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'The Virtuoso': Film Review – Hollywood Reporter

An expert murderer takes a difficult small-town task in a thriller starring Anson Mount, Abbie Cornish and Anthony Hopkins.

you are within the realm of the archetype when a film’s closing credit favor descriptors over character names: The Waitress, The Loner, The Mentor — and, before everything, The Virtuoso‘s anonymous title mercenary. Performed by Anson Mount in a tight-jawed register, he is a killer for rent whose armor is beginning to crack, ever so barely, after a success gone unsuitable. Nevertheless it takes greater than slightly guilt to cease a killer from killing, and it takes greater than a handful of archetypes and a smorgasbord of movie noir tropes to make a gripping drama.

Working from a screenplay by James Wolf that veers between the strained and the diverting, helmer Nick Stagliano (The Florentine, Good Day for It) has crafted a mildly intriguing style train greater than an involving story.

The main target is on character, however in the end the dramatis personae really feel like puzzle items relatively than folks. Nonetheless, inside the self-conscious narrative mechanics, Mount (Star Trek: Discovery) manages to discover a droll edge occasionally, Abbie Cornish injects some sexual warmth, and Anthony Hopkins supplies a little bit of actorly gravitas, significantly in a nine-minute graveside monologue about what it means to be soldier.

Placing The Virtuoso behind the eight ball from the get-go, although, is a gap sequence so clotted with explanatory voiceover that it finally ends up feeling like an advert spoof for The Virtuoso! — your old-school gentleman killer. Mount’s impeccably put-together murderer elucidates all of it for us: the weapons, the timing, the dangers, the charges, the need of a non-USPS mailbox.

An completed skilled who has by no means identified every other lifestyle, he lives in a state of fixed kill-or-be-killed readiness. A suspiciously cute canine begins exhibiting up at his remoted, off-the-grid cabin, sparking the primary hints {that a} coronary heart is certainly beating beneath the good-looking, affectless veneer. Earlier than encounters with the overall populace, Mount’s character practices primary human expressions within the mirror, feigning such reactions as curiosity, shock and delight.

Nevertheless it’s actual feelings that go away the icy-smooth professional reeling, in his manner (i.e., flashbacks and one good scream), after a quick-turnaround job ends in grotesque collateral injury. His handler, aka The Mentor (Hopkins), assures him, lower than convincingly, that “it is me, not you” earlier than explicating his cynical view of humanity and placing his protégé proper again to work, this time in pursuit of a quarry so “particular” that he can present solely the barest and most cryptic of figuring out particulars.

Which results in the puzzle sequence on the coronary heart of the movie: On a chilly afternoon our hitman walks into a rustic diner, finds it extra populated than he anticipated, and should determine which of the patrons is his prey. Right here the in any other case intrusive voiceover, with its insistence on stating the apparent in addition to the extraneous, grows fascinating. Placing DMV software program and his deductive powers to work, the educated skilled tries to learn the room filled with character-actor faces: a pair (Richard Brake, Diora Baird), a gun-packing loner (Eddie Marsan), a deputy sheriff (David Morse, who memorably performed a small-town lawman in Sean Penn’s excellent, Springsteen-inspired The Indian Runner).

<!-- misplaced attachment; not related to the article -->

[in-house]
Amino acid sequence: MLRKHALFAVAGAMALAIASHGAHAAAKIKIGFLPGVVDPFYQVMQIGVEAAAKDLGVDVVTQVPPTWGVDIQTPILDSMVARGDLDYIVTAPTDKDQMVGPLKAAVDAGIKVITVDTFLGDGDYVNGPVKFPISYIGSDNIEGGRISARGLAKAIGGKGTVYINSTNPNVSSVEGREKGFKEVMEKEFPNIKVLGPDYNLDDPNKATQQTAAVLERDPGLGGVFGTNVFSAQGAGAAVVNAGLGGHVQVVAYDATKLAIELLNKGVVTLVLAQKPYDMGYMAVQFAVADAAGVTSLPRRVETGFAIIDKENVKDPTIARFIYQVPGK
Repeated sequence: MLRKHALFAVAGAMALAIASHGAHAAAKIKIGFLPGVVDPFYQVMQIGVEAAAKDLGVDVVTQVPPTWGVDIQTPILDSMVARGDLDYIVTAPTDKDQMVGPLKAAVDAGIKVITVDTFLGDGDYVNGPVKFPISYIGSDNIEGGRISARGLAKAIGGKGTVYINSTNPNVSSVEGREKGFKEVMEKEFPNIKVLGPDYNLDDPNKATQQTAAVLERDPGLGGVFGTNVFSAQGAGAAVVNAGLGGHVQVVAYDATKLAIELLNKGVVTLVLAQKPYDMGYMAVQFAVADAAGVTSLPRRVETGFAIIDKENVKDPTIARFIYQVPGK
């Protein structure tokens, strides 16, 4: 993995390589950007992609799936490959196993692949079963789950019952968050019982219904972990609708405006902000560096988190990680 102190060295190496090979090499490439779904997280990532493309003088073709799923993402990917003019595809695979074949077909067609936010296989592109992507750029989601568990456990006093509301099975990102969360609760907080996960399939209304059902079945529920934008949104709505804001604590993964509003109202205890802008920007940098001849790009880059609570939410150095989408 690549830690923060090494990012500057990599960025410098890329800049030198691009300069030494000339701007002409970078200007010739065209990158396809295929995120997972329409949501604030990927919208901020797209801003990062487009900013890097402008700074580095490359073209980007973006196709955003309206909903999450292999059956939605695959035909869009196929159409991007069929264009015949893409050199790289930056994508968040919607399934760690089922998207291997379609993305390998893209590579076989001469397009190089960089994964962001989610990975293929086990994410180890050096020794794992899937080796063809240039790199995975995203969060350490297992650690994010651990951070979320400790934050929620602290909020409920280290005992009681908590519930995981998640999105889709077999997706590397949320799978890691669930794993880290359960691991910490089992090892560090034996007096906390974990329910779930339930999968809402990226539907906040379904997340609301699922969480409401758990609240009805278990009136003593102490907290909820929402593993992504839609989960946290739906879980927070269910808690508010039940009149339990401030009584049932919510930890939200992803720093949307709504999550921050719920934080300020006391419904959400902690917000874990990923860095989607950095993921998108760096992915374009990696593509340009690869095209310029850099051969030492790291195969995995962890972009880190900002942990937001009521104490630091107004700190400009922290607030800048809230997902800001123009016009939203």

The setup abounds in traditional noir components, from the roadside cafe with the sultry-eyed burger slinger (Cornish) to the edge-of-town motel manned by a jittery desk clerk. Within the latter function Chris Perfetti delivers a fascinating Norman Bates Lite flip, and the transient interactions between his flustered character and Mount’s executioner, making an attempt to play regular, have a satisfyingly wry vitality.

However the movie is most alive, and its dialogue only, within the double-entendre-packed exchanges between Mount and a commandingly sensuous Cornish. Her waitress is without delay grounded and mysterious, and she or he flirts with an exhilarating directness, virtually melting the perma-paranoia of Mount’s murderer.

Taking pictures in Pennsylvania’s Pocono Mountains and on California’s Central Coast, Stagliano and DP Frank Prinzi preserve issues fittingly easy relatively than aiming for atmospheric flash. Their unfussy use of distant, woodsy settings fits the wintry story, which is strongest in its off-center observations and asides. The central puzzle fizzles extra with every flip of the plot, and The Virtuoso lastly looks like a sport, a not significantly compelling brainteaser. The payoff is smart, nevertheless it delivers far lower than meant.

Distributor: Lionsgate
Manufacturing corporations: Nazz Productions in affiliation with 120db Movies and Double Dutch Worldwide
Forged: Anson Mount, Abbie Cornish, Anthony Hopkins, David Morse, Eddie Marsan, Richard Brake, Diora Baird, Chris Perfetti
Director-producer: Nick Stagliano
Screenwriter: James Wolf
Government producers: Fred Fuchs, Nancy Stagliano, Anson Mount, Steve Hays, Peter Graham, Chris Bongiorne, Jason Moring, Mark Padilla, Stanley Preschutti
Director of images: Frank Prinzi
Manufacturing designer: Norm Dodge
Costume designer: Rita Squitiere
Editor: James LeSage
Music: Brooke Blair, Will Blair
Casting administrators: Stephanie Holbrook, Diane Heery, Jason Loftus

Rated R, 110 minutes

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